On Monday after Fed Governor Christopher Waller said the central bank was not softening its fight against inflation, the U.S. dollar steadied amid fading expectations of a less aggressive Federal Reserve interest rate hike

A modest miss on U.S. inflation on Thursday put pressure on the dollar, which declined almost 4% in a week, marking its most terrible week in more than two and half years.

But Waller said on Sunday that the inflation print last week was just one data point and that other similar reading would be needed to show convincingly that inflation was easing back.

Waller added, however, that the Fed could now start thinking about hiking at a slower pace.

“I think the market got a little bit ahead of itself,” said Carol Kong, a currency strategist at Commonwealth Bank of Australia, adding the market can expect more reality checks from Fed officials, which would help the dollar to recoup more ground.

U.S. inflation will likely remain high and keep the Fed on its financial tightening path, Kong said.

The U.S two-year yield, which reflects rate move expectations, edged up to 4.39%, after diving as low as 4.29% on Friday, while the U.S. 10-year yield was up 6 basis points at 3.87%, having fallen to one month low on Friday.

The dollar index, which gauges the greenback against a basket of six other major currencies including the yen, euro, and sterling, edged up 0.1% to 106.85, edging off the nearly three-month low of 106.27 touched on Friday.

Sterling fell ahead of the British Chancellor’s Autumn Statement on Thursday, where he is expected to set out tax rises and spending cuts. The pound was down 0.4% at $1.1787, having risen 4% in the previous two sessions.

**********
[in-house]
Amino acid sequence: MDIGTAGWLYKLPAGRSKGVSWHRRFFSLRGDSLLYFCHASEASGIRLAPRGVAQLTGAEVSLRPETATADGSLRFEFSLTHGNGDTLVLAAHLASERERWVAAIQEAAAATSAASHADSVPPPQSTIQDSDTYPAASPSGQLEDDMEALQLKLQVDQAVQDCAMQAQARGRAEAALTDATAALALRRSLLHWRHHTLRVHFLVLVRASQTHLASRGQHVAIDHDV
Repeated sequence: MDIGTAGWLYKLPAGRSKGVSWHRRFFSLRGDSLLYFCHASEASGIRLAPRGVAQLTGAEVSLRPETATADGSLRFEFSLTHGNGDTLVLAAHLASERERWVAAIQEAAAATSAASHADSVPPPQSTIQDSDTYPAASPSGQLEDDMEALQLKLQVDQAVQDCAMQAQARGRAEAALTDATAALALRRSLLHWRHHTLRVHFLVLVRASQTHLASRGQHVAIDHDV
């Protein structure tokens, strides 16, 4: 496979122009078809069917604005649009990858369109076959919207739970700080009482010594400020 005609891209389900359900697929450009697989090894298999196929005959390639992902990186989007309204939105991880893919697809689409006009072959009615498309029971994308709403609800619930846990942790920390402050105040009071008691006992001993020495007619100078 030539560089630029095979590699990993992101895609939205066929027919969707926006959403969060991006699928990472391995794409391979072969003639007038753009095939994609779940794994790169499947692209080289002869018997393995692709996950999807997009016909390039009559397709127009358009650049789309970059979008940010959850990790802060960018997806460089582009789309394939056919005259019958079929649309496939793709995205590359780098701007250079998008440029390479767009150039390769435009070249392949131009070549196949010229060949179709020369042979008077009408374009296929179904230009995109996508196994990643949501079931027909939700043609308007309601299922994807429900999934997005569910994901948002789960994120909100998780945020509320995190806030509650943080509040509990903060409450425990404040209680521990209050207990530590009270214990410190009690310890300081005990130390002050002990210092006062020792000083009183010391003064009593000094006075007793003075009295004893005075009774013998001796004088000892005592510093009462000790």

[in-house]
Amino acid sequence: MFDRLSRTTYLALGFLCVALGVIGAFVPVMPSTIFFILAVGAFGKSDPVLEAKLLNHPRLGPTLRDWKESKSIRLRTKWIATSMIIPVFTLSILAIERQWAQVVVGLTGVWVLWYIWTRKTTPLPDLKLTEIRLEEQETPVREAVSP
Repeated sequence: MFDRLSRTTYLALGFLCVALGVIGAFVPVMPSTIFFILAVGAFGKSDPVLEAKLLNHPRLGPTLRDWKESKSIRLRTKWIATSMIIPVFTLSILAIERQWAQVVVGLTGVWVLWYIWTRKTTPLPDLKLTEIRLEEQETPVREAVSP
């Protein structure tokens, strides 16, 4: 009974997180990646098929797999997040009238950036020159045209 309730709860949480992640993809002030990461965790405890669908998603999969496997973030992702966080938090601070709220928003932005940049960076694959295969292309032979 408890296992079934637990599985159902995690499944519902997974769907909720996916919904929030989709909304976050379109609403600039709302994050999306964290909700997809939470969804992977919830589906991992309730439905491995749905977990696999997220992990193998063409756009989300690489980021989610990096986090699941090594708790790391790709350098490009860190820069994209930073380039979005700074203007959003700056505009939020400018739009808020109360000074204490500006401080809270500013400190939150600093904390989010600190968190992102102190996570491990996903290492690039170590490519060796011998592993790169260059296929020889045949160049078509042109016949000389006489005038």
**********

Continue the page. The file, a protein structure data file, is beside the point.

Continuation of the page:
Cryptocurrencies remained under pressure from ongoing turmoil after the fall of the crypto exchange FTX. FTX’s native token, FTT, was last down 2.4% at $1.38, taking its month-to-date losses to nearly 95%.

Bitcoin fell 0.5% slipping below $16,680.

China’s inland yuan rose to a near two-month high against the dollar after the central bank lifted its official guidance fixing by the most since 2005 when Beijing abandoned the currency’s decade-old peg against the greenback.

The yuan’s rally coincided with a broad lift in Chinese market sentiment on official moves to help the embattled property sector and the government’s decision to ease some of the country’s strict COVID-19 restrictions.

Elsewhere, the Japanese yen weakened 0.9% versus the greenback to 140 per dollar, while the euro was down 0.2% at $1.0324.

The risk-sensitive Australian and New Zealand dollars slipped, giving up some gains made after China moderated its zero COVID strategy.

By Archana

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